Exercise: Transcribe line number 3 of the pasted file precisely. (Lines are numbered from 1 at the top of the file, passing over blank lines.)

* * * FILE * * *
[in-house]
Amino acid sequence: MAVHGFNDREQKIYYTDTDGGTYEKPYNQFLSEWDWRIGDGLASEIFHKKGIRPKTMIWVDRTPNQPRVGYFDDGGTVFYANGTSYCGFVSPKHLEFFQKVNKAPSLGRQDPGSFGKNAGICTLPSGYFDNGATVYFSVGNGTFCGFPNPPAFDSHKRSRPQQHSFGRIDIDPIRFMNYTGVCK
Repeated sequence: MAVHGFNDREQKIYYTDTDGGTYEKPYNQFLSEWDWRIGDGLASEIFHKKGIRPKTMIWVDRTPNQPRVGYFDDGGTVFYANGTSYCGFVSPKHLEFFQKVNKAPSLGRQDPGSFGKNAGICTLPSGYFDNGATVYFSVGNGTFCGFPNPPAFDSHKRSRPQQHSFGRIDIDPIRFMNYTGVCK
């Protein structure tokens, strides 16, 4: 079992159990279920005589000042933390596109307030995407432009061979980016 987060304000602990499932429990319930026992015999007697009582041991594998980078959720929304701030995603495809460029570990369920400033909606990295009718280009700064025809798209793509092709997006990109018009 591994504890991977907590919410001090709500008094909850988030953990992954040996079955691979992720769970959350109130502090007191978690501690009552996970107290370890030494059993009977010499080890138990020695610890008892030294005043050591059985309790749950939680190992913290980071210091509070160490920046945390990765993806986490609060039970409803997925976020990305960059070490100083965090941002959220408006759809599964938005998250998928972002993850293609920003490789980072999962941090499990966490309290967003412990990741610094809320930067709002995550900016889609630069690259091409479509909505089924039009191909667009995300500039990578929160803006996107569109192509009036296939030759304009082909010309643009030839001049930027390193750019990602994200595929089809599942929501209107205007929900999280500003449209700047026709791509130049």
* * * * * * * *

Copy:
Repeated sequence: MAVHGFNDREQKIYYTDTDGGTYEKPYNQFLSEWDWRIGDGLASEIFHKKGIRPKTMIWVDRTPNQPRVGYFDDGGTVFYANGTSYCGFVSPKHLEFFQKVNKAPSLGRQDPGSFGKNAGICTLPSGYFDNGATVYFSVGNGTFCGFPNPPAFDSHKRSRPQQHSFGRIDIDPIRFMNYTGVCK